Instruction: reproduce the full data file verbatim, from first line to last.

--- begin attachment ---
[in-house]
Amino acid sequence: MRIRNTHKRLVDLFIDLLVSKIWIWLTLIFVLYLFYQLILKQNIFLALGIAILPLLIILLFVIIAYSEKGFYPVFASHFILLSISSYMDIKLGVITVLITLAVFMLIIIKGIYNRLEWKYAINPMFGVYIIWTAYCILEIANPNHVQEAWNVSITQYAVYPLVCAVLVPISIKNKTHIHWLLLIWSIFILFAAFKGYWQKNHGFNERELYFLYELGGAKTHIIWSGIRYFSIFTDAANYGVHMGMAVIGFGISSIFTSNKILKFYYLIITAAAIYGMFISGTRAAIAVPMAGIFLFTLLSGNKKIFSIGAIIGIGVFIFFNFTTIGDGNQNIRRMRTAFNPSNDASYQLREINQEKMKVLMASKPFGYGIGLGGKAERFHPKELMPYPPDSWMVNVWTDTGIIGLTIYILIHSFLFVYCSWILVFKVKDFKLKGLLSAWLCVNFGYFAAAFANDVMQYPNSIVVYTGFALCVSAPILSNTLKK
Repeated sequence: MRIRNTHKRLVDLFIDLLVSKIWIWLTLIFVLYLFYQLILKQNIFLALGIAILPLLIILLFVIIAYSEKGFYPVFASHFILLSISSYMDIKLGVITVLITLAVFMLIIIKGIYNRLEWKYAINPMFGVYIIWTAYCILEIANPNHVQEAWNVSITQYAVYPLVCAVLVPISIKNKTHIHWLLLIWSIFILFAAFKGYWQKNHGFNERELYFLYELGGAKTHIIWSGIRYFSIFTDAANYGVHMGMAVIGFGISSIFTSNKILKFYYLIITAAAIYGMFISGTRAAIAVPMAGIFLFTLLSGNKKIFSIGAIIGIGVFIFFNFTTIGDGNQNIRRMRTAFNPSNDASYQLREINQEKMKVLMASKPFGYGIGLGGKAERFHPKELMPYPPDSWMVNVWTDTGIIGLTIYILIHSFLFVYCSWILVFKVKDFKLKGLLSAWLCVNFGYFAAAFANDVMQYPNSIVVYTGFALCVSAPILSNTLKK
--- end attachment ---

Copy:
[in-house]
Amino acid sequence: MRIRNTHKRLVDLFIDLLVSKIWIWLTLIFVLYLFYQLILKQNIFLALGIAILPLLIILLFVIIAYSEKGFYPVFASHFILLSISSYMDIKLGVITVLITLAVFMLIIIKGIYNRLEWKYAINPMFGVYIIWTAYCILEIANPNHVQEAWNVSITQYAVYPLVCAVLVPISIKNKTHIHWLLLIWSIFILFAAFKGYWQKNHGFNERELYFLYELGGAKTHIIWSGIRYFSIFTDAANYGVHMGMAVIGFGISSIFTSNKILKFYYLIITAAAIYGMFISGTRAAIAVPMAGIFLFTLLSGNKKIFSIGAIIGIGVFIFFNFTTIGDGNQNIRRMRTAFNPSNDASYQLREINQEKMKVLMASKPFGYGIGLGGKAERFHPKELMPYPPDSWMVNVWTDTGIIGLTIYILIHSFLFVYCSWILVFKVKDFKLKGLLSAWLCVNFGYFAAAFANDVMQYPNSIVVYTGFALCVSAPILSNTLKK
Repeated sequence: MRIRNTHKRLVDLFIDLLVSKIWIWLTLIFVLYLFYQLILKQNIFLALGIAILPLLIILLFVIIAYSEKGFYPVFASHFILLSISSYMDIKLGVITVLITLAVFMLIIIKGIYNRLEWKYAINPMFGVYIIWTAYCILEIANPNHVQEAWNVSITQYAVYPLVCAVLVPISIKNKTHIHWLLLIWSIFILFAAFKGYWQKNHGFNERELYFLYELGGAKTHIIWSGIRYFSIFTDAANYGVHMGMAVIGFGISSIFTSNKILKFYYLIITAAAIYGMFISGTRAAIAVPMAGIFLFTLLSGNKKIFSIGAIIGIGVFIFFNFTTIGDGNQNIRRMRTAFNPSNDASYQLREINQEKMKVLMASKPFGYGIGLGGKAERFHPKELMPYPPDSWMVNVWTDTGIIGLTIYILIHSFLFVYCSWILVFKVKDFKLKGLLSAWLCVNFGYFAAAFANDVMQYPNSIVVYTGFALCVSAPILSNTLKK